Puck of Pook's Hill, Volume 10

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Doubleday, Page, 1906 - Great Britain - 277 pages
Tells the story of Dan and Una and their adventures with Puck as he introduces them to the nearly forgotten pages of Old England's history and to the people who had lived near Pook's Hill and helped make that history from the time of Hadrian's Wall to the signing of Magna Carta and the Dissolution of the Monasteries. Includes stories and poems.

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User Review  - lilithcat - LibraryThing

A huge disappointment after a promising start. The beginning reminded me of E. Nesbit, with a couple of very English kids accidentally conjuring up an otherworldly being (in this case, Puck). Unlike ... Read full review

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User Review  - jen.e.moore - LibraryThing

Terribly Victorian, of course, but only offensively so at the very end. For the most part it's actually a fairly delightful history of England, Normans and Romans and all that, with lots of adventures ... Read full review

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Page 126 - Verbenna down to Ostia Hath wasted all the plain ; Astur hath stormed Janiculum, And the stout guards are slain. I wis in all the Senate There was no heart so bold But sore it ached and fast it beat When that ill news was told. Forthwith up rose the consul, Up rose the Fathers all ; In haste they girded up their gowns And hied them to the wall.
Page 277 - Teach us the Strength that cannot seek, By deed or thought, to hurt the weak ; That, under Thee, we may possess Man's strength to comfort man's distress. Teach us Delight in simple things, And Mirth that has no bitter springs ; Forgiveness free of evil done, And Love to all men 'neath the sun ! Land of our Birth, our faith, our pride, For whose dear sake our fathers died ; O Motherland, we pledge to thee, Head, heart, and hand through the years to be!
Page 227 - IF you wake at midnight, and hear a horse's feet, Don't go drawing back the blind, or looking in the street. Them that asks no questions isn't told a lie. Watch the wall, my darling, while the Gentlemen goby! Five and twenty ponies, Trotting through the dark — Brandy for the Parson, 'Baccy for the Clerk ; Laces for a lady, letters for a spy, And watch the wall, my darling, while the Gentlemen go by...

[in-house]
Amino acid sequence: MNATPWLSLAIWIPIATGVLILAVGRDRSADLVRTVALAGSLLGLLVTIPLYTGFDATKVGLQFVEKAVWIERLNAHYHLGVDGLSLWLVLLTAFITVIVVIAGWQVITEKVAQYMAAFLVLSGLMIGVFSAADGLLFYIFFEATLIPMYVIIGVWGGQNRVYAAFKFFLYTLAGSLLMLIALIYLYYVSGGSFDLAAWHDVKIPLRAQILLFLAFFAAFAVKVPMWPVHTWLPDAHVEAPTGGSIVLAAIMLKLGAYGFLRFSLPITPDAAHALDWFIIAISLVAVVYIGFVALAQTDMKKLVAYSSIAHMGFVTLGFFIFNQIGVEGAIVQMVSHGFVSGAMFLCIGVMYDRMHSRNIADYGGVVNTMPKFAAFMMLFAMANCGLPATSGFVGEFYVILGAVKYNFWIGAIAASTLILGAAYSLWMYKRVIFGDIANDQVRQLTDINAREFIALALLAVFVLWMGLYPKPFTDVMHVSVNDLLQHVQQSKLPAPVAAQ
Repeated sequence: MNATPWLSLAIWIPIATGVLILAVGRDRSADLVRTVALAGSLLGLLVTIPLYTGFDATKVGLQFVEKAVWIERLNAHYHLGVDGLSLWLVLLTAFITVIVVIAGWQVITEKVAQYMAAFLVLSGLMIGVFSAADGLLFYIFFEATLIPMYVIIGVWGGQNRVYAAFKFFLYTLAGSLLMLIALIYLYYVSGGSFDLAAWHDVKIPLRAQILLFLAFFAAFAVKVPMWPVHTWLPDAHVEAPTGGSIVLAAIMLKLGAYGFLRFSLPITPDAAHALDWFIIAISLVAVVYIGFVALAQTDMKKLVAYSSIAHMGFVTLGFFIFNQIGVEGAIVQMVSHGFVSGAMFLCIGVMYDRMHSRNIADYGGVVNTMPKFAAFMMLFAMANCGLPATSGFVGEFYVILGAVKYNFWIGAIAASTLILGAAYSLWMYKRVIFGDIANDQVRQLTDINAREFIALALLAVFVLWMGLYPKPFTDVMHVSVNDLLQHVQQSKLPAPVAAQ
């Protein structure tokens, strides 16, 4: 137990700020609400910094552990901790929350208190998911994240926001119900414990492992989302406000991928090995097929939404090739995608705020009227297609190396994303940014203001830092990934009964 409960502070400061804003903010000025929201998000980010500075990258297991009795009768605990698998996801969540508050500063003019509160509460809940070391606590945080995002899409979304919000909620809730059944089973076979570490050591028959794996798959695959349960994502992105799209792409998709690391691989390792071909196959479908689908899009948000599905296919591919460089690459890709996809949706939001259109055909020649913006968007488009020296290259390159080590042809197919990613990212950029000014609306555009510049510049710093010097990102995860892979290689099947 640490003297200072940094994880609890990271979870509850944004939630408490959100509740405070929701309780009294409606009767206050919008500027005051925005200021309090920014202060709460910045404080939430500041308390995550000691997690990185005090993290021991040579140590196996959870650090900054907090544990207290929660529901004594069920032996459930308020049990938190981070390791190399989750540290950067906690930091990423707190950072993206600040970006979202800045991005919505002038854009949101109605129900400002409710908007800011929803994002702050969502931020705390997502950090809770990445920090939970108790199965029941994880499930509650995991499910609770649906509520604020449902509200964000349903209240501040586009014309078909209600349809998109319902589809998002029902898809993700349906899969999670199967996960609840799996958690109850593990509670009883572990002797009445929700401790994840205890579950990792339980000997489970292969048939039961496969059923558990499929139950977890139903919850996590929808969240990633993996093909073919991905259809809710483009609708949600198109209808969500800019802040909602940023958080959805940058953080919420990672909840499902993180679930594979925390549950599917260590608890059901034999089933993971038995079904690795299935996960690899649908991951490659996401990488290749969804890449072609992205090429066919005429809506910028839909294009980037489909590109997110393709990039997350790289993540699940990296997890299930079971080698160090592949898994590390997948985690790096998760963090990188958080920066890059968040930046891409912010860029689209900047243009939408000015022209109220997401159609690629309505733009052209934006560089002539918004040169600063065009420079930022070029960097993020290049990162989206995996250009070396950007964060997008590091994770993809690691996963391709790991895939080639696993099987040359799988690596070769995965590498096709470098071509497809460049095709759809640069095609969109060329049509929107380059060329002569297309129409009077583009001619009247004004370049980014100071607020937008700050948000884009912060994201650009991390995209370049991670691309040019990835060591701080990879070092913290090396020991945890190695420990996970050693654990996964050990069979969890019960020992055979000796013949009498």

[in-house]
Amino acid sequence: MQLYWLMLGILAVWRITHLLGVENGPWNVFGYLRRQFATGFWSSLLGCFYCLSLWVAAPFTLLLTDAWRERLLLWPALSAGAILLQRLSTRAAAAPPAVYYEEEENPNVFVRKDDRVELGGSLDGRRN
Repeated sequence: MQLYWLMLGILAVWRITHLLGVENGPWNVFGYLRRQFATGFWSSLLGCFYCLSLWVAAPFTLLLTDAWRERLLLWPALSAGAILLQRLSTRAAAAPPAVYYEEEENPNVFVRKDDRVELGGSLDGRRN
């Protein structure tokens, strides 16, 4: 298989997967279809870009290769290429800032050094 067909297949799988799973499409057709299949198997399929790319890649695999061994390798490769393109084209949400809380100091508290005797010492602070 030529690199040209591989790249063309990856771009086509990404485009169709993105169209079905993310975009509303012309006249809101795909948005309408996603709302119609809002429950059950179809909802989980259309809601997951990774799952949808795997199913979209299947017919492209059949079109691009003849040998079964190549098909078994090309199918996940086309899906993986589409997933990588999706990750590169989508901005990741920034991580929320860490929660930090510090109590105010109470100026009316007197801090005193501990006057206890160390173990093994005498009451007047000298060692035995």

Page 125 - The horsemen and the footmen Are pouring in amain From many a stately market-place, From many a fruitful plain, From many a lonely hamlet, Which, hid by beech and pine, Like an eagle's nest, hangs on the crest Of purple Apennine; From lordly Volaterrae Where scowls the far-famed hold Piled by the hands of giants For godlike kings of old...
Page 59 - You forget our mirth, and talk at the tables, The kine in the shed and the horse in the stables To pitch her sides and go over her cables! Then you drive out where the storm-clouds swallow: And the sound of your oar-blades falling hollow Is all we have left through the months to follow. Ah, what is a Woman that you forsake her, And the hearth-fire and the home-acre, To go with the old grey Widow-maker?
Page 120 - THE RUNES ON WELAND'S SWORD A Smith makes me To betray my Man In my first fight. To gather Gold At the world's end I am sent. The Gold I gather Comes into England Out of deep Water. Like a shining Fish Then it descends Into deep Water. It is not given For goods or gear. But for The Thing The Gold I gather A King covets For an ill use.
Page 173 - MITHRAS, God of the Morning, our trumpets waken the Wall! "Rome is above the Nations, but Thou art over all! " Now as the names are answered, and the guards are marched away, Mithras, also a soldier, give us strength for the day! Mithras, God of the Noontide, the heather swims in the heat. Our helmets scorch our foreheads, our sandals burn our feet. Now in the ungirt hour— now lest we blink and drowse, Mithras, also a soldier, keep us true to our vows!
Page 123 - Cities and Thrones and Powers, Stand in Time's eye, Almost as long as flowers, Which daily die: But, as new buds put forth, To glad new men, Out of the spent and unconsidered Earth, The Cities rise again. This season's Daffodil, She never hears, What change, what chance, what chill, Cut down last year's ; But with bold countenance, And knowledge small, \ \ Esteems her seven days' continuance] ^ To be perpetual.
Page 55 - But now I sing in another manner — But now England hath taken me! As for my Father in his tower, Asking news of my ship at sea; He will remember his own hour — Tell him England hath taken me! As for my...

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